In the past, I’ve reviewed teas from Bitterleaf Teas before. However, I never really spoke about the company. I came across Bitterleaf Teas a year ago because I saw a picture of their pretty packaging (I’m a sucker for packaging).
Today is Comparing Thursday! I have two Dian Hong black teas from Bitterleaf Teas: Fox Tail and Sabertooth. Both teas are made from ancient trees, with Sabertooth originating from 300+-year-old trees!
As Bitterleaf Teas explains, Dian Hong “is produced from the large leaf variety tea tree indigenous to Yunnan. [It] has a unique appearance thanks to the presence golden, strand-like tips in the tea. The end product is a sweet, fragrant and smooth, red- I mean, black tea with no noticeable bitterness or astringency.” Since black teas are known as ‘red teas’ in China, Dian Hong translates to ‘Yunnan Red.’
Description: It has a strong baked cookie scent, making it a great tea for when you are craving something sweeter.
Review: I can understand why Bitterleaf Teas called this tea ‘Fox Tail.’ The fuzzy leaves were golden and brown and looked a bit like mini tails. The aroma of the leaves had a faint woody and cocoa aroma, but when wet, it became a rich chocolate aroma. Smelt a bit like baking!
First and Second Steep (5sec/8sec) – The tea came with instructions, which included pre-warming any of the teaware, how much tea to use, temperature, and time. However, the tea could use a wash too because the liquor was slightly gritty. The flavour was warm and caramel. The second infusion was smooth and the flavour lingered in the mouth. The liquor was dark orange.
Third and Fourth Steep (8sec/10sec) – The sweet flavour took a back seat and the liquor became more woody with very mild astringency.
Fifth and Sixth Steep (10sec/10sec) – Infusion Five was more cocoa and Infusion Six is a bit more floral.
Seventh Steep (10sec) – Last recommended infusion. The flavour was very mild.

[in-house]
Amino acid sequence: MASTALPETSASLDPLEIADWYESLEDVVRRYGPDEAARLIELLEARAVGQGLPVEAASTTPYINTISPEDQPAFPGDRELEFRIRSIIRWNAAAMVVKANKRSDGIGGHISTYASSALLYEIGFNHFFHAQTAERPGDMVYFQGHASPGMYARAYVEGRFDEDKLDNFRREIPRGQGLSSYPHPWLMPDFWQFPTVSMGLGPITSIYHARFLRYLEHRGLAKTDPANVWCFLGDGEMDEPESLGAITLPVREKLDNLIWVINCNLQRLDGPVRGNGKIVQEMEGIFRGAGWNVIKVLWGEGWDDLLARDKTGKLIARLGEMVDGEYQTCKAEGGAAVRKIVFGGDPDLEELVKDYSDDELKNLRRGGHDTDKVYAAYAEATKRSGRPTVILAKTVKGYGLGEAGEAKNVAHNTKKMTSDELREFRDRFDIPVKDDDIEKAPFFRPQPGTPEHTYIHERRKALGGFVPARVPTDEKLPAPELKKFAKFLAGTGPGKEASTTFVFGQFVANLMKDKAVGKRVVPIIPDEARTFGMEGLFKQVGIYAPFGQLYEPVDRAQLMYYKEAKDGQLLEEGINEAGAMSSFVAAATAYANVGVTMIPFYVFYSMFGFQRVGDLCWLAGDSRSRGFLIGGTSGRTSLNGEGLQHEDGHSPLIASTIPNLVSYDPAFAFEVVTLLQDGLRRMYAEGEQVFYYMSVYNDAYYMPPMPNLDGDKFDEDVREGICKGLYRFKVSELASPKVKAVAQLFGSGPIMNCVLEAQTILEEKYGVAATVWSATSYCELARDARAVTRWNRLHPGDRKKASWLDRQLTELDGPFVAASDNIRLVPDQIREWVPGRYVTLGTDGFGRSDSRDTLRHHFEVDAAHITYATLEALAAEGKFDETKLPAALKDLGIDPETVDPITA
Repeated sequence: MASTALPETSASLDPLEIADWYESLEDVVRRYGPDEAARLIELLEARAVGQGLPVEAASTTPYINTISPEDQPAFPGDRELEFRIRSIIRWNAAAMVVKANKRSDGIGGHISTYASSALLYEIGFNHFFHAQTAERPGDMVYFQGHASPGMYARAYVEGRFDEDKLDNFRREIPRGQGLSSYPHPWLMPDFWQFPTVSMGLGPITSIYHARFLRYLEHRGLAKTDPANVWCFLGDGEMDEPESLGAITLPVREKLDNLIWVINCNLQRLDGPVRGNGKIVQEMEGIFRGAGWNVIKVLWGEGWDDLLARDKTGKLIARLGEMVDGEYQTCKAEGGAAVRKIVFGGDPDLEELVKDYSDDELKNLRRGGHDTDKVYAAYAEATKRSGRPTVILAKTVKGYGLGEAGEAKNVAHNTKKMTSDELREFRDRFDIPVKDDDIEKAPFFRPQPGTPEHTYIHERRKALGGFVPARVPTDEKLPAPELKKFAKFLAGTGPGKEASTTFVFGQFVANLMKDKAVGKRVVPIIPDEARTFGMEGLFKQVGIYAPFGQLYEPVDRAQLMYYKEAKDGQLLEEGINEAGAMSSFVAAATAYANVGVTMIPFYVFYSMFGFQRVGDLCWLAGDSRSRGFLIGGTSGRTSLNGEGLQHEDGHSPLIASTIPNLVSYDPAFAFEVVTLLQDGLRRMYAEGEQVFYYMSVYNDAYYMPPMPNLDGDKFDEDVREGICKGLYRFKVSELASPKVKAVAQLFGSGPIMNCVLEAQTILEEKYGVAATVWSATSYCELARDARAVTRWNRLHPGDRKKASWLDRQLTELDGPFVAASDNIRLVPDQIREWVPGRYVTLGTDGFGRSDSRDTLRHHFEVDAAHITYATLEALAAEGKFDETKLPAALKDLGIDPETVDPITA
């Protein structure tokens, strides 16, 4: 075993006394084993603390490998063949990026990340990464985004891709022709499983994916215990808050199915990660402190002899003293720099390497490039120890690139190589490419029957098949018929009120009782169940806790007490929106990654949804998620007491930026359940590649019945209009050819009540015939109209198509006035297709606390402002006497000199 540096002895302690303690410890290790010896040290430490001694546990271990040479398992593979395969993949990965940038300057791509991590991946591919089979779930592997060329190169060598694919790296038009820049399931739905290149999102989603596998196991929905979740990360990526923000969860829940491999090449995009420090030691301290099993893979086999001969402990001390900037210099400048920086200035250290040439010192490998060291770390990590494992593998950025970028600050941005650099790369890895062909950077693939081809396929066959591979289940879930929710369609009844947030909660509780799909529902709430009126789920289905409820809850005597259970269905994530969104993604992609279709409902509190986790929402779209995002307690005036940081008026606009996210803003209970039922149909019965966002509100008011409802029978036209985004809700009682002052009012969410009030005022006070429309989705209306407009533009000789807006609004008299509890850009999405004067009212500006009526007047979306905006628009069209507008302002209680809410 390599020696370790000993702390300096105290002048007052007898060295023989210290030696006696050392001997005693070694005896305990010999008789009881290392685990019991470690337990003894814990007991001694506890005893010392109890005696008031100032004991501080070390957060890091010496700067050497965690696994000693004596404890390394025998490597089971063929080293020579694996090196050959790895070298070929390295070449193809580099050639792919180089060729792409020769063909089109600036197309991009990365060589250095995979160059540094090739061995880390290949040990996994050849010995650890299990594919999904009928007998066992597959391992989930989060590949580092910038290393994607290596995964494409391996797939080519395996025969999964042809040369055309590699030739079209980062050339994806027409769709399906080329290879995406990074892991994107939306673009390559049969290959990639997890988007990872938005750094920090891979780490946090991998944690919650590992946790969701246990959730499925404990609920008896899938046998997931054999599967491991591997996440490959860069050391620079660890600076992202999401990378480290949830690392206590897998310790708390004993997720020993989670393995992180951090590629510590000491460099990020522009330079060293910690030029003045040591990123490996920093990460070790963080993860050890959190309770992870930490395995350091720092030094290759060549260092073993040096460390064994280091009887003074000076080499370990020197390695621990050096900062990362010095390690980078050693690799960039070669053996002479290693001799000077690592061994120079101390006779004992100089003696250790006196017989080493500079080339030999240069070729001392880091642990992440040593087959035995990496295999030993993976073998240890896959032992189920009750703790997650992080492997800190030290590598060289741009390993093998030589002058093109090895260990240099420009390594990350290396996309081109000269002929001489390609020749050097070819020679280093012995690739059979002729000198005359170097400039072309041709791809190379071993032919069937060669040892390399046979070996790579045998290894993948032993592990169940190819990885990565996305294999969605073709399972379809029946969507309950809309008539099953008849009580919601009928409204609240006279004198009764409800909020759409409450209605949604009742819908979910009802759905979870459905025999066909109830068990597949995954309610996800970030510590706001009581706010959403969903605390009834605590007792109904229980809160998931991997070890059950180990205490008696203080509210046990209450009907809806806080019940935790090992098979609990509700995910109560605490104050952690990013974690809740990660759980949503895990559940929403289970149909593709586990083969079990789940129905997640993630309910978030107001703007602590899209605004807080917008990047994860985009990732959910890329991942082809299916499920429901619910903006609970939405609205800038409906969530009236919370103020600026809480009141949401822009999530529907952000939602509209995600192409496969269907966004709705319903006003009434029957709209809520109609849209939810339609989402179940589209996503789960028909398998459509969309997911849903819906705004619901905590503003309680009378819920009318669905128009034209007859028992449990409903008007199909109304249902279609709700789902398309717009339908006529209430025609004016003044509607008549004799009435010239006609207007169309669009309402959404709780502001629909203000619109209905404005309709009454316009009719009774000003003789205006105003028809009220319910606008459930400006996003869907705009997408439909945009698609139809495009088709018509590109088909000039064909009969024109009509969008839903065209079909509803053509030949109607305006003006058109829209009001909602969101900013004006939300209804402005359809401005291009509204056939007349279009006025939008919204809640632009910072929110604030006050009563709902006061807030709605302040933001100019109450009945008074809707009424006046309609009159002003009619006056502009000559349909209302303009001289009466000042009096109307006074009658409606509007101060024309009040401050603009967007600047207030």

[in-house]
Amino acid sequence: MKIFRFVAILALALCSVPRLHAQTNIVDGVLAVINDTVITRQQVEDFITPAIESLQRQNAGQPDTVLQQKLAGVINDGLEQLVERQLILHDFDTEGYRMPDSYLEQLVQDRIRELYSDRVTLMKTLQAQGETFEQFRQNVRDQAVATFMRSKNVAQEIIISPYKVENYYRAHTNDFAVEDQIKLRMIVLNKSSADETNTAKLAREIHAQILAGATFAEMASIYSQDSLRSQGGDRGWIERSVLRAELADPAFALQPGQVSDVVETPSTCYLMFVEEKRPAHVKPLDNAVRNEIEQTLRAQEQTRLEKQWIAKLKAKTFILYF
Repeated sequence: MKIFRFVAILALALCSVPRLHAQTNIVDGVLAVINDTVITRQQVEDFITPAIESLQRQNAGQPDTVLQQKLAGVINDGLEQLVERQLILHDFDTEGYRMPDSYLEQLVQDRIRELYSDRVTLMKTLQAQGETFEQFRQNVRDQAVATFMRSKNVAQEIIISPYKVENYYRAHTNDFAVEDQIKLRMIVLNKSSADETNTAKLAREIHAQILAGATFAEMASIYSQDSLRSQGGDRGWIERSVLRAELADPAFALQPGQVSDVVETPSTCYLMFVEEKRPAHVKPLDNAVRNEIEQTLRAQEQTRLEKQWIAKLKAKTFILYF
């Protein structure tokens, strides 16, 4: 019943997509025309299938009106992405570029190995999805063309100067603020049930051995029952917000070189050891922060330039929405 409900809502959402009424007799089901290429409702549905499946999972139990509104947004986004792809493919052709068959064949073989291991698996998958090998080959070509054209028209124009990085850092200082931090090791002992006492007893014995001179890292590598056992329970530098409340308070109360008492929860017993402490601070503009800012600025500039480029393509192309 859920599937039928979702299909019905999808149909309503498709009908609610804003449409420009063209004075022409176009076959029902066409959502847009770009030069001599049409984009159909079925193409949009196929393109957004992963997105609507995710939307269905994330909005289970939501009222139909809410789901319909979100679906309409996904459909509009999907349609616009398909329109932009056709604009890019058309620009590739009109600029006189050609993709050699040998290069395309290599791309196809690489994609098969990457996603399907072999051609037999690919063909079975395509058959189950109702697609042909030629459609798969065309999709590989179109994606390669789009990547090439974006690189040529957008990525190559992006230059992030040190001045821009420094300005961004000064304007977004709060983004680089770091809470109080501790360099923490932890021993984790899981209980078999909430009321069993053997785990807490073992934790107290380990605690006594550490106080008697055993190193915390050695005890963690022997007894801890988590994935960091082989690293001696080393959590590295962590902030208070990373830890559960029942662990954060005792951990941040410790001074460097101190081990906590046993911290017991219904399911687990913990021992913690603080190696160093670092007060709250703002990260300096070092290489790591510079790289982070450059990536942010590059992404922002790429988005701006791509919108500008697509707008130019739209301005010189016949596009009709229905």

The overall flavour lingered in my mouth for quite some time after drinking the tea and tasted sweet. I personally liked infusion 1-3 best, however, if you like more of a woody or floral flavour, keep on steeping! I would have also stopped at the 6th infusion.
Lastly, Bitterleaf Teas’ description of the tea was spot on! I try not to read companies comments about their teas because it colours my thoughts on it. However, after I finished my tasting, their tasting notes mirrored what I wrote down (4/5 rating).
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Description: With a smooth, sweet flavour and a malty-chocolate finish, this is a luxurious tea that needs to be savoured.
Review: When I first smelt the dry leaves, it had a lovely woodsy scent, which carried into the wet leaves. The leaves also were slightly malty in aroma.
First to Third Steep (5sec/8sec/11sec) – The first few infusions were reminiscent of the leaves and had a woody taste. The liquor was reddish-orange.
Fourth Steep (14sec) – The more cocoa flavours came through. The liquor was thick and smooth.
Fifth Steep (17sec) –The malt flavours were more apparent and reflected the wet leaves.
Sixth Steep (20sec/25sec) – The flavour was less malty but more deep and roasted.
Seventh Steep (25sec) – The tea became much milder but there is a lingering malty aftertaste. Between each steep there was a malty aroma from the leaves.
After the 7th steep, Bitterleaf Tea recommended cold brewing. I’ve never tried it before, so I thought it would be neat. I let the tea sit for two hours. The malt flavour was stronger but there was some slight astringency. It was not unpleasant and the liquor was cool and refreshing (3/5 rating).
While there were some similarities, I found I enjoyed Fox Tail better because it had a much more malty flavour. That being said, I’ve never tried cold brewing before, so I enjoyed that Bitterleaf Tea recommended that for Sabertooth. I definitely think I will be looking for more Dian Hong in the future!